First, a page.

Most important, an estimator needs math skills. Estimating by its nature is working with numbers. Estimating also requires organizational skills; the data extracted during the estimating process needs to be organized in a format that can be conveyed and analyzed. Time management is important. Often, there are bid dates associated with an estimate and/or you may be assigned to multiple projects simultaneously. It is during these times that an estimator must be proficient with his or her time. Though an estimator may be pressed for time, it is crucial to the success of a project that he or she is detail orientated to ensure accuracy. Failure to identify and capture costs could be detrimental to the success of a project. Effective communication is essential. Estimators are often required to communicate their findings with other stakeholders. Open dialogue and transparency are key to successful projects. Lastly, critical thinking skills and technical knowledge are important. Identifying means and methods can help an estimator better understand how a project can be efficiently constructed. Experienced estimators should be able to visualize the job as shown on the drawings and how they would be able to construct the project in the field, step-by-step, most efficiently.
You’re a volunteer with Engineers Without Borders. What have you done as part of the organization?
I was part of the initial travel team that went to Papachacra, Bolivia to close out an existing project that provided safe and reliable drinking water for the people of the village. Our team conducted a needs assessment on communities throughout Bolivia. Based on our assessment, recommendations were made to our chapter and other chapters seeking new projects or communities to help. It’s typically a five-year commitment to a community.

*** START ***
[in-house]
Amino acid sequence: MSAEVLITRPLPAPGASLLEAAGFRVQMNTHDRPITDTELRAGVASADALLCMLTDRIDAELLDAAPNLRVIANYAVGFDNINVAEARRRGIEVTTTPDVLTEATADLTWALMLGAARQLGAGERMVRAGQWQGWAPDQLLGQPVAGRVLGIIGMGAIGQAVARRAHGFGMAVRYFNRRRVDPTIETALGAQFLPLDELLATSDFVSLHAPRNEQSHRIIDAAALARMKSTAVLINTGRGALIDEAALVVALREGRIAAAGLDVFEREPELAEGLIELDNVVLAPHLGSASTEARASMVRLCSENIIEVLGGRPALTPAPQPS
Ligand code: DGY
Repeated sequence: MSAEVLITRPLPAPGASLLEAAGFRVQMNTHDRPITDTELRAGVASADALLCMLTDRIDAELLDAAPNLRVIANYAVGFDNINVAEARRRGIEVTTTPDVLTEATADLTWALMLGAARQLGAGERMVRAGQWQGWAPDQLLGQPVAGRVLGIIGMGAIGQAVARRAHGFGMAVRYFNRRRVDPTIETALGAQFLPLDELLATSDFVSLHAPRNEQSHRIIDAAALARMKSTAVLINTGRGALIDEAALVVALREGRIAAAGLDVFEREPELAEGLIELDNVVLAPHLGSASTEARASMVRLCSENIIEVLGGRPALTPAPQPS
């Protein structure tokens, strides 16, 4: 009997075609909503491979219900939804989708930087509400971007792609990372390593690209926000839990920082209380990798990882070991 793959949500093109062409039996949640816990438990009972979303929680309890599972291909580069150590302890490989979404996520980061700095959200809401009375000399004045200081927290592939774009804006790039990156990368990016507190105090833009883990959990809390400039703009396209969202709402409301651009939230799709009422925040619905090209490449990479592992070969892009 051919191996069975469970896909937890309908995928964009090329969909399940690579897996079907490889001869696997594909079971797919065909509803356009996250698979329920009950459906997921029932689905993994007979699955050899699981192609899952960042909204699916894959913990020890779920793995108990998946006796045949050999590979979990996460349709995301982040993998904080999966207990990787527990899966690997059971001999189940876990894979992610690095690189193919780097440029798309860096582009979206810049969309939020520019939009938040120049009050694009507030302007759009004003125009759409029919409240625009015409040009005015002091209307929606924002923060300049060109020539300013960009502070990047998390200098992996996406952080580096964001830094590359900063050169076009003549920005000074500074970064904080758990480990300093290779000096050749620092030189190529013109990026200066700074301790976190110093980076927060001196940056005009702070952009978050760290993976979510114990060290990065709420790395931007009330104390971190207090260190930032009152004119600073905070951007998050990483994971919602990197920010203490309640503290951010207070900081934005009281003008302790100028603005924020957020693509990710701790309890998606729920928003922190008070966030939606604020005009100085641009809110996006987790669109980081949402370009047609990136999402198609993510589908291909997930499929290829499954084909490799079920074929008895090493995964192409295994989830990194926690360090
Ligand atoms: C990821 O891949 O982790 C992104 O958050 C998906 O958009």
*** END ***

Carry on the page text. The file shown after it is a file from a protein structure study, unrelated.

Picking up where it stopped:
What do you like to do away from work?
I like to spend time with my sons and my family. My sons are in numerous sports and school activities so, as any parent knows, that keeps you on the go. We also like to go bike riding, fishing, camping, hiking and exploring new places in and around San Antonio. Once a year, we try to take a week-long vacation somewhere new.
Where are your favorite vacation spots?
To name just a few: Machu Picchu, Peru; Cozumel, Mexico; Puerto Rico; St. Croix; Destin, Florida; Santa Fe; New Orleans; Washington D.C. and the Grand Canyon. There are still so many more on my list that I look forward to visiting.
February 15, 2017
Sundt Senior Project Manager Brian DeMartino.
Senior Project Manager Brian DeMartino brings nearly 20 years of experience in the construction industry to his new position with Sundt. He has worked on retail, themed entertainment, dining, housing, offices, manufacturing, recreation, K-12 and higher education projects.
Brian, who is working in our Irvine, California office, has a degree in architectural engineering from the University of Texas and is LEED-Accredited by the U.S. Green Building Council.
What has been the most interesting thing about working for Sundt these first few weeks?